Design thinking methods

We’re not the first to practise design thinking. Design thinking methods have been tested and proven globally to improve products, services and experiences for people. We take those methods and apply an African-centric approach to make sure that the solutions we come up with are locally relevant, no matter where our client comes from.

Here’s a window into some of the design thinking methods we use to come up with winning solutions that make life easier and better.

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  • Make it real
  • Make sense
  • Qualitative research
  • Get Ideas
  • Find out

Usability testing

Test your product or service with real or potential users to find out what works and what doesn’t. This will ensure there are no hitches or glitches that are sending your market to the competition.

The love letter and the breakup letter

Love and breakup letters help us understand the moments between a person and a product or service that spark frustration or joy – moments that those relationships are built on.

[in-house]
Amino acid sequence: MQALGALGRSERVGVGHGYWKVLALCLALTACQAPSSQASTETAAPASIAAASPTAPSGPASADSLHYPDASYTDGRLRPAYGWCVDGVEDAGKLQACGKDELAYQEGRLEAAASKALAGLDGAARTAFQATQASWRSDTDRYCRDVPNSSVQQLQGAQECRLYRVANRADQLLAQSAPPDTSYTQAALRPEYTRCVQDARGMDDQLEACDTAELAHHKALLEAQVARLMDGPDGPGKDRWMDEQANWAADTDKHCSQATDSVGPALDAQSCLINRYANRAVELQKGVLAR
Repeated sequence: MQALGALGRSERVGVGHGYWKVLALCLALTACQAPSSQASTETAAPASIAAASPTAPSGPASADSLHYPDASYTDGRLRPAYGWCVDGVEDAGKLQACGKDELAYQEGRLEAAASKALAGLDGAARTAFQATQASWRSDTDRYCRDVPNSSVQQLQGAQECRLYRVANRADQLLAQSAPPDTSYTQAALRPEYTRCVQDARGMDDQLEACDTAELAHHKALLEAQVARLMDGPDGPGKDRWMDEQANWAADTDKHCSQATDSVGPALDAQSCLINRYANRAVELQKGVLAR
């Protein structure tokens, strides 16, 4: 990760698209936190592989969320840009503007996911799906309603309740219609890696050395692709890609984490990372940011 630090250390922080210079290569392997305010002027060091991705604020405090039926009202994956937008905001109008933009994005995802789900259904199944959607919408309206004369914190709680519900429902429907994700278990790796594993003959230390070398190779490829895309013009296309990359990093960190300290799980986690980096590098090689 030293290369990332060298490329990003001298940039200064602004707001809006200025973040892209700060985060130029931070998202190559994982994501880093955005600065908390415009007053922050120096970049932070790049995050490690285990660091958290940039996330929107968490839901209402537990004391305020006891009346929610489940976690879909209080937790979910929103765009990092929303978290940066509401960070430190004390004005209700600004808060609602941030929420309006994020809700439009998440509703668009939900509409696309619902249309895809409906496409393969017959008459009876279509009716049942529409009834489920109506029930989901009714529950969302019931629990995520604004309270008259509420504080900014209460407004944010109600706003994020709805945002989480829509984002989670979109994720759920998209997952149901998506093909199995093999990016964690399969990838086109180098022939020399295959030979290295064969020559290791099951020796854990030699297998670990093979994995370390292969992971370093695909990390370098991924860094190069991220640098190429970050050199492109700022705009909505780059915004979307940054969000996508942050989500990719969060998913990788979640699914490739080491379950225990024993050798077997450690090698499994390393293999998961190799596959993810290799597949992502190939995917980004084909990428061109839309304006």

Customer journey mapping

Customer journeys help us understand the customer’s context – tasks they need to get done, views, feelings, questions – and how we can meet their needs at various touchpoints.

Transcribing data

Transcribing is an essential part of the research-synthesis process because it’s the only way to get your data onto the wall so that you can make sense of all of it at once. In design thinking, it is the bridge to synthesis.

Value proposition design

Value proposition design helps you pinpoint the value you offer your customer. It brings to light your customers’ most severe pains and most important gains, and helps you understand how your business can successfully address them.

The indepth interview

An indepth interview (also called an IDI) is a one-on-one interview with a respondent, that aims to dig deeper into the true experience & feelings of respondent’s, through open conversation.

Customer personas

Personas are created to help simplify decision making in businesses. They act as a quick reference point, on how people think and what they want, for real-world consideration.

Affinity mapping

Affinity mapping is a common method used to breakdown and understand research data, allowing you to find patterns and meaning by grouping data, based on their similarities. It involves transferring research data onto Post-It notes so that the design team can closely analysing the research gathered.